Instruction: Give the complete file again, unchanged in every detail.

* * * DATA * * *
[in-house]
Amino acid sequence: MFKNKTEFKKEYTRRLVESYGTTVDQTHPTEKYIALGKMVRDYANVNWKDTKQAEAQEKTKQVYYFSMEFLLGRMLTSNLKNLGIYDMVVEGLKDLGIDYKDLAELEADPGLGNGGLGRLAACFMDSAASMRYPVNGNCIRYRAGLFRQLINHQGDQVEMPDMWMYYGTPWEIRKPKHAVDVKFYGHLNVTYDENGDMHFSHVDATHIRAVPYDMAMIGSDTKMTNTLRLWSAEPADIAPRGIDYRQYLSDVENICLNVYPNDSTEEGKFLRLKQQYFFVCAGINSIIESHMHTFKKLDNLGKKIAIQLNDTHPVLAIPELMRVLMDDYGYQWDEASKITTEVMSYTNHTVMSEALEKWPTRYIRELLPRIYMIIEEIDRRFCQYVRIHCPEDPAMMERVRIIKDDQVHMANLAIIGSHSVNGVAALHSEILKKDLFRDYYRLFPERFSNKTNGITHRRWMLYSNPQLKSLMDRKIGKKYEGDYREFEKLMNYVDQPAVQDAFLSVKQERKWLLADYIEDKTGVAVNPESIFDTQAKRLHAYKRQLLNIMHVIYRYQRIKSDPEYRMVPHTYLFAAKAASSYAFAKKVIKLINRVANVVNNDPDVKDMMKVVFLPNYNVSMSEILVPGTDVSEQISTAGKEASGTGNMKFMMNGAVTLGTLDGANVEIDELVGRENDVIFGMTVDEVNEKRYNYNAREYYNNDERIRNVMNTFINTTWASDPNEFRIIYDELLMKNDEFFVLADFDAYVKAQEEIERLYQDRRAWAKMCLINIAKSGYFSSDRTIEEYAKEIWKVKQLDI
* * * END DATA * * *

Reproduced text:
[in-house]
Amino acid sequence: MFKNKTEFKKEYTRRLVESYGTTVDQTHPTEKYIALGKMVRDYANVNWKDTKQAEAQEKTKQVYYFSMEFLLGRMLTSNLKNLGIYDMVVEGLKDLGIDYKDLAELEADPGLGNGGLGRLAACFMDSAASMRYPVNGNCIRYRAGLFRQLINHQGDQVEMPDMWMYYGTPWEIRKPKHAVDVKFYGHLNVTYDENGDMHFSHVDATHIRAVPYDMAMIGSDTKMTNTLRLWSAEPADIAPRGIDYRQYLSDVENICLNVYPNDSTEEGKFLRLKQQYFFVCAGINSIIESHMHTFKKLDNLGKKIAIQLNDTHPVLAIPELMRVLMDDYGYQWDEASKITTEVMSYTNHTVMSEALEKWPTRYIRELLPRIYMIIEEIDRRFCQYVRIHCPEDPAMMERVRIIKDDQVHMANLAIIGSHSVNGVAALHSEILKKDLFRDYYRLFPERFSNKTNGITHRRWMLYSNPQLKSLMDRKIGKKYEGDYREFEKLMNYVDQPAVQDAFLSVKQERKWLLADYIEDKTGVAVNPESIFDTQAKRLHAYKRQLLNIMHVIYRYQRIKSDPEYRMVPHTYLFAAKAASSYAFAKKVIKLINRVANVVNNDPDVKDMMKVVFLPNYNVSMSEILVPGTDVSEQISTAGKEASGTGNMKFMMNGAVTLGTLDGANVEIDELVGRENDVIFGMTVDEVNEKRYNYNAREYYNNDERIRNVMNTFINTTWASDPNEFRIIYDELLMKNDEFFVLADFDAYVKAQEEIERLYQDRRAWAKMCLINIAKSGYFSSDRTIEEYAKEIWKVKQLDI